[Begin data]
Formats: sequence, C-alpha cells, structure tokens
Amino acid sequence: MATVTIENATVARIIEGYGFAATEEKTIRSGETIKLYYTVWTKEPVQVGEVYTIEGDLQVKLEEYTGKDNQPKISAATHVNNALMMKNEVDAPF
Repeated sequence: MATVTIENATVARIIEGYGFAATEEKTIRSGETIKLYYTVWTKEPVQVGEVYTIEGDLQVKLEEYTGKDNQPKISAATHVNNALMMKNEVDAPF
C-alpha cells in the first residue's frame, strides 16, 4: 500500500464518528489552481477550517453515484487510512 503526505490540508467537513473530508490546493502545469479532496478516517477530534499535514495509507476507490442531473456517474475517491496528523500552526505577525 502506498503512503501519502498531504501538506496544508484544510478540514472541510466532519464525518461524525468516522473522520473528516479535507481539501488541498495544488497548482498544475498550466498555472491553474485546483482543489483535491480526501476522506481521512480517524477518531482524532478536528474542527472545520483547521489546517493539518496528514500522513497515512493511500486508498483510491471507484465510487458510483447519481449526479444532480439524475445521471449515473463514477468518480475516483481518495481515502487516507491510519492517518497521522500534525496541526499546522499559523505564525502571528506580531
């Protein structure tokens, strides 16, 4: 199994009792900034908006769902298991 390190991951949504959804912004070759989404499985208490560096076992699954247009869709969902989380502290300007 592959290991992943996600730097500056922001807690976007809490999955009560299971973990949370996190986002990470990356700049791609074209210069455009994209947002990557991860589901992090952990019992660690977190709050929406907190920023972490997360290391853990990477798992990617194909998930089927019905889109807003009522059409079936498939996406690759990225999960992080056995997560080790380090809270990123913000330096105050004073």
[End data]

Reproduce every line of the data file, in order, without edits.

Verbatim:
Formats: sequence, C-alpha cells, structure tokens
Amino acid sequence: MATVTIENATVARIIEGYGFAATEEKTIRSGETIKLYYTVWTKEPVQVGEVYTIEGDLQVKLEEYTGKDNQPKISAATHVNNALMMKNEVDAPF
Repeated sequence: MATVTIENATVARIIEGYGFAATEEKTIRSGETIKLYYTVWTKEPVQVGEVYTIEGDLQVKLEEYTGKDNQPKISAATHVNNALMMKNEVDAPF
C-alpha cells in the first residue's frame, strides 16, 4: 500500500464518528489552481477550517453515484487510512 503526505490540508467537513473530508490546493502545469479532496478516517477530534499535514495509507476507490442531473456517474475517491496528523500552526505577525 502506498503512503501519502498531504501538506496544508484544510478540514472541510466532519464525518461524525468516522473522520473528516479535507481539501488541498495544488497548482498544475498550466498555472491553474485546483482543489483535491480526501476522506481521512480517524477518531482524532478536528474542527472545520483547521489546517493539518496528514500522513497515512493511500486508498483510491471507484465510487458510483447519481449526479444532480439524475445521471449515473463514477468518480475516483481518495481515502487516507491510519492517518497521522500534525496541526499546522499559523505564525502571528506580531
């Protein structure tokens, strides 16, 4: 199994009792900034908006769902298991 390190991951949504959804912004070759989404499985208490560096076992699954247009869709969902989380502290300007 592959290991992943996600730097500056922001807690976007809490999955009560299971973990949370996190986002990470990356700049791609074209210069455009994209947002990557991860589901992090952990019992660690977190709050929406907190920023972490997360290391853990990477798992990617194909998930089927019905889109807003009522059409079936498939996406690759990225999960992080056995997560080790380090809270990123913000330096105050004073």